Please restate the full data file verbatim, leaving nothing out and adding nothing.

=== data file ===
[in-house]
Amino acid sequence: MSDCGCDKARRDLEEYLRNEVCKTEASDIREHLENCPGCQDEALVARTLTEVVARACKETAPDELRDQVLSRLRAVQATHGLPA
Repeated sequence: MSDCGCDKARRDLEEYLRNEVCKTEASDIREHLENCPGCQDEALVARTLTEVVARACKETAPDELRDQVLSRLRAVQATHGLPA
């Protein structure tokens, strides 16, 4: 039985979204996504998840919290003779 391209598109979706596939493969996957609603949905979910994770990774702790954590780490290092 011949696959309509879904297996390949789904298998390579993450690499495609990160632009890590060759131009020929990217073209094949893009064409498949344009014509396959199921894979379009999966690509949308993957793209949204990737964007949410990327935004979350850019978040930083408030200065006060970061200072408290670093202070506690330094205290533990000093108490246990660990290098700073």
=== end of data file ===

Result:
[in-house]
Amino acid sequence: MSDCGCDKARRDLEEYLRNEVCKTEASDIREHLENCPGCQDEALVARTLTEVVARACKETAPDELRDQVLSRLRAVQATHGLPA
Repeated sequence: MSDCGCDKARRDLEEYLRNEVCKTEASDIREHLENCPGCQDEALVARTLTEVVARACKETAPDELRDQVLSRLRAVQATHGLPA
């Protein structure tokens, strides 16, 4: 039985979204996504998840919290003779 391209598109979706596939493969996957609603949905979910994770990774702790954590780490290092 011949696959309509879904297996390949789904298998390579993450690499495609990160632009890590060759131009020929990217073209094949893009064409498949344009014509396959199921894979379009999966690509949308993957793209949204990737964007949410990327935004979350850019978040930083408030200065006060970061200072408290670093202070506690330094205290533990000093108490246990660990290098700073």